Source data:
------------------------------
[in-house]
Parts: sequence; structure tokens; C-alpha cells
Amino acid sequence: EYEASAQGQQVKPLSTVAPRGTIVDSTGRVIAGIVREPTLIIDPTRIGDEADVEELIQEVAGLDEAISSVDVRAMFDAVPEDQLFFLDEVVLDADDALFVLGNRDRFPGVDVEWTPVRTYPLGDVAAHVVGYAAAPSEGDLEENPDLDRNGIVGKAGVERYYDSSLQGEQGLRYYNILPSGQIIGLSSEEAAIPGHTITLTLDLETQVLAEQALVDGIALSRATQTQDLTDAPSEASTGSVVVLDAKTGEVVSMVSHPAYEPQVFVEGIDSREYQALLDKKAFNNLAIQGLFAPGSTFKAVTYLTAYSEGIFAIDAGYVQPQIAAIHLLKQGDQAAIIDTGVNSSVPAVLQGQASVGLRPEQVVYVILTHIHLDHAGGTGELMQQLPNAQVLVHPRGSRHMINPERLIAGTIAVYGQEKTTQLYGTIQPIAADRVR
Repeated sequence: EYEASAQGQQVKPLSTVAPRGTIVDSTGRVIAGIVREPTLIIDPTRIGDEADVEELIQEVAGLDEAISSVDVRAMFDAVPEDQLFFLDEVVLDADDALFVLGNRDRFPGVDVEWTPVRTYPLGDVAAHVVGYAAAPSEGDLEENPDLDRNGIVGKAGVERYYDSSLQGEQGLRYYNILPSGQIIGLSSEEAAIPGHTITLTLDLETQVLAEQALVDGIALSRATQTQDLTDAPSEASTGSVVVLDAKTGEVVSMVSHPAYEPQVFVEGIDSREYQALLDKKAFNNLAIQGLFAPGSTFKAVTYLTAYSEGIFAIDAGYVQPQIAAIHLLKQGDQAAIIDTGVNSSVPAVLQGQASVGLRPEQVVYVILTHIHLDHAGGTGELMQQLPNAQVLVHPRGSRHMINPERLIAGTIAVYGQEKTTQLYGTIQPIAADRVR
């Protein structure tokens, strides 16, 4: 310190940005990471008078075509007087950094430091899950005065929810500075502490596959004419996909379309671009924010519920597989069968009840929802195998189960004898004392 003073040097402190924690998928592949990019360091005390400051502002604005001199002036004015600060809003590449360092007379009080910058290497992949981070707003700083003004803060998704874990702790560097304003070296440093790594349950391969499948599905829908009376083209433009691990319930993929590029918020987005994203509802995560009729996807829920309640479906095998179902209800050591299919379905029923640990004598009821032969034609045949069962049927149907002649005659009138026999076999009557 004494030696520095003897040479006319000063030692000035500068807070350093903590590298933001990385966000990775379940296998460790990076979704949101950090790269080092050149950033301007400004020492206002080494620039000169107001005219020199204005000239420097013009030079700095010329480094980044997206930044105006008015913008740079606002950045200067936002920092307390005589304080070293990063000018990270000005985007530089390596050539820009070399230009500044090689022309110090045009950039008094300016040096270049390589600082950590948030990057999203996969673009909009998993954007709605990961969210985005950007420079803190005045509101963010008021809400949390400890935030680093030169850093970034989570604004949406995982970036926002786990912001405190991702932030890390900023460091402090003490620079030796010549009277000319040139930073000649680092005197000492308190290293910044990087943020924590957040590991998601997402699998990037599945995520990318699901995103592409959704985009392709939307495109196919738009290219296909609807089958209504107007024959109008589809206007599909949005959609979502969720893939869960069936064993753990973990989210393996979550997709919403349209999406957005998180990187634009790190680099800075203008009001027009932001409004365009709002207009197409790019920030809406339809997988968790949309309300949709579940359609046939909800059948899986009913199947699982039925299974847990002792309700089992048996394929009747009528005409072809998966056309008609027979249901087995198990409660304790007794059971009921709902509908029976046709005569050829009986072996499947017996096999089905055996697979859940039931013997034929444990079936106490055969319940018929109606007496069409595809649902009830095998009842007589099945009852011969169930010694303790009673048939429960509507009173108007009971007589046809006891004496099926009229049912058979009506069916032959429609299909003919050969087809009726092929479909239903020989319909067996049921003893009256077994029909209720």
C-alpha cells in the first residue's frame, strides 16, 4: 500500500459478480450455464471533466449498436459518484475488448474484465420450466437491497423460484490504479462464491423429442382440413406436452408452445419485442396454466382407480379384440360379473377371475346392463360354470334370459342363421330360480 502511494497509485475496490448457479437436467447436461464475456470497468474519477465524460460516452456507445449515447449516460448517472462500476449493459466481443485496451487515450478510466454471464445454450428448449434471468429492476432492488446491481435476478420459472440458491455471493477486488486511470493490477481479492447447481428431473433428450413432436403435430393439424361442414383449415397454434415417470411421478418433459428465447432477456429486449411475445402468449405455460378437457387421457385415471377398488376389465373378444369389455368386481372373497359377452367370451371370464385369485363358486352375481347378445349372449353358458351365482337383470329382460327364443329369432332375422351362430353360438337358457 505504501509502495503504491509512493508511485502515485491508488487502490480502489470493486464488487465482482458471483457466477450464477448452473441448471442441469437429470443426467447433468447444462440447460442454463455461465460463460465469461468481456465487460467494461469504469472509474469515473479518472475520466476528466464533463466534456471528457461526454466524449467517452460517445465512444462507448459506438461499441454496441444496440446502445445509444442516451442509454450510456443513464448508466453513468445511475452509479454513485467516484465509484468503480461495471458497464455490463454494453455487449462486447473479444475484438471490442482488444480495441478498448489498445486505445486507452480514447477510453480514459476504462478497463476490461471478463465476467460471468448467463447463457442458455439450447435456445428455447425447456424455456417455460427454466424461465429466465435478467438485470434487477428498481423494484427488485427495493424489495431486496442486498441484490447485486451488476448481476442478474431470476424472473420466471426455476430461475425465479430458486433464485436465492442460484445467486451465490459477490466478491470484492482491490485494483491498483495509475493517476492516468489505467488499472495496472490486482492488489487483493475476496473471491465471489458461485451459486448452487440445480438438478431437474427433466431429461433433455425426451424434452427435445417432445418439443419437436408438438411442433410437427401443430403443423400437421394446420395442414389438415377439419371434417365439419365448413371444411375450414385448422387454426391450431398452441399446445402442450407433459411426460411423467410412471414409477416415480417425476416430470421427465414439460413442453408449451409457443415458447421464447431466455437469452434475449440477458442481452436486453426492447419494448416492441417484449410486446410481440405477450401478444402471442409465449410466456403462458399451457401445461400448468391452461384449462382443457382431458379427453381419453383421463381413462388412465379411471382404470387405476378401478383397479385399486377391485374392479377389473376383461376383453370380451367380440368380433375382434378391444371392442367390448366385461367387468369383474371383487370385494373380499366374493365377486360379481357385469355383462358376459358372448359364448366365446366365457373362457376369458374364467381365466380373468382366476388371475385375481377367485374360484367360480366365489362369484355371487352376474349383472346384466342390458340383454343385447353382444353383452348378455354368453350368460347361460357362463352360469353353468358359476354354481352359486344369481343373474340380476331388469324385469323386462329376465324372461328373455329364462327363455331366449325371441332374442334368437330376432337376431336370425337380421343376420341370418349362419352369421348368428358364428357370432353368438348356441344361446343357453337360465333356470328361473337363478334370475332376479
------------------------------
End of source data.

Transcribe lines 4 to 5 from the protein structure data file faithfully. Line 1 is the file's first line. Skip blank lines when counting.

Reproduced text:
Repeated sequence: EYEASAQGQQVKPLSTVAPRGTIVDSTGRVIAGIVREPTLIIDPTRIGDEADVEELIQEVAGLDEAISSVDVRAMFDAVPEDQLFFLDEVVLDADDALFVLGNRDRFPGVDVEWTPVRTYPLGDVAAHVVGYAAAPSEGDLEENPDLDRNGIVGKAGVERYYDSSLQGEQGLRYYNILPSGQIIGLSSEEAAIPGHTITLTLDLETQVLAEQALVDGIALSRATQTQDLTDAPSEASTGSVVVLDAKTGEVVSMVSHPAYEPQVFVEGIDSREYQALLDKKAFNNLAIQGLFAPGSTFKAVTYLTAYSEGIFAIDAGYVQPQIAAIHLLKQGDQAAIIDTGVNSSVPAVLQGQASVGLRPEQVVYVILTHIHLDHAGGTGELMQQLPNAQVLVHPRGSRHMINPERLIAGTIAVYGQEKTTQLYGTIQPIAADRVR
């Protein structure tokens, strides 16, 4: 310190940005990471008078075509007087950094430091899950005065929810500075502490596959004419996909379309671009924010519920597989069968009840929802195998189960004898004392 003073040097402190924690998928592949990019360091005390400051502002604005001199002036004015600060809003590449360092007379009080910058290497992949981070707003700083003004803060998704874990702790560097304003070296440093790594349950391969499948599905829908009376083209433009691990319930993929590029918020987005994203509802995560009729996807829920309640479906095998179902209800050591299919379905029923640990004598009821032969034609045949069962049927149907002649005659009138026999076999009557 004494030696520095003897040479006319000063030692000035500068807070350093903590590298933001990385966000990775379940296998460790990076979704949101950090790269080092050149950033301007400004020492206002080494620039000169107001005219020199204005000239420097013009030079700095010329480094980044997206930044105006008015913008740079606002950045200067936002920092307390005589304080070293990063000018990270000005985007530089390596050539820009070399230009500044090689022309110090045009950039008094300016040096270049390589600082950590948030990057999203996969673009909009998993954007709605990961969210985005950007420079803190005045509101963010008021809400949390400890935030680093030169850093970034989570604004949406995982970036926002786990912001405190991702932030890390900023460091402090003490620079030796010549009277000319040139930073000649680092005197000492308190290293910044990087943020924590957040590991998601997402699998990037599945995520990318699901995103592409959704985009392709939307495109196919738009290219296909609807089958209504107007024959109008589809206007599909949005959609979502969720893939869960069936064993753990973990989210393996979550997709919403349209999406957005998180990187634009790190680099800075203008009001027009932001409004365009709002207009197409790019920030809406339809997988968790949309309300949709579940359609046939909800059948899986009913199947699982039925299974847990002792309700089992048996394929009747009528005409072809998966056309008609027979249901087995198990409660304790007794059971009921709902509908029976046709005569050829009986072996499947017996096999089905055996697979859940039931013997034929444990079936106490055969319940018929109606007496069409595809649902009830095998009842007589099945009852011969169930010694303790009673048939429960509507009173108007009971007589046809006891004496099926009229049912058979009506069916032959429609299909003919050969087809009726092929479909239903020989319909067996049921003893009256077994029909209720």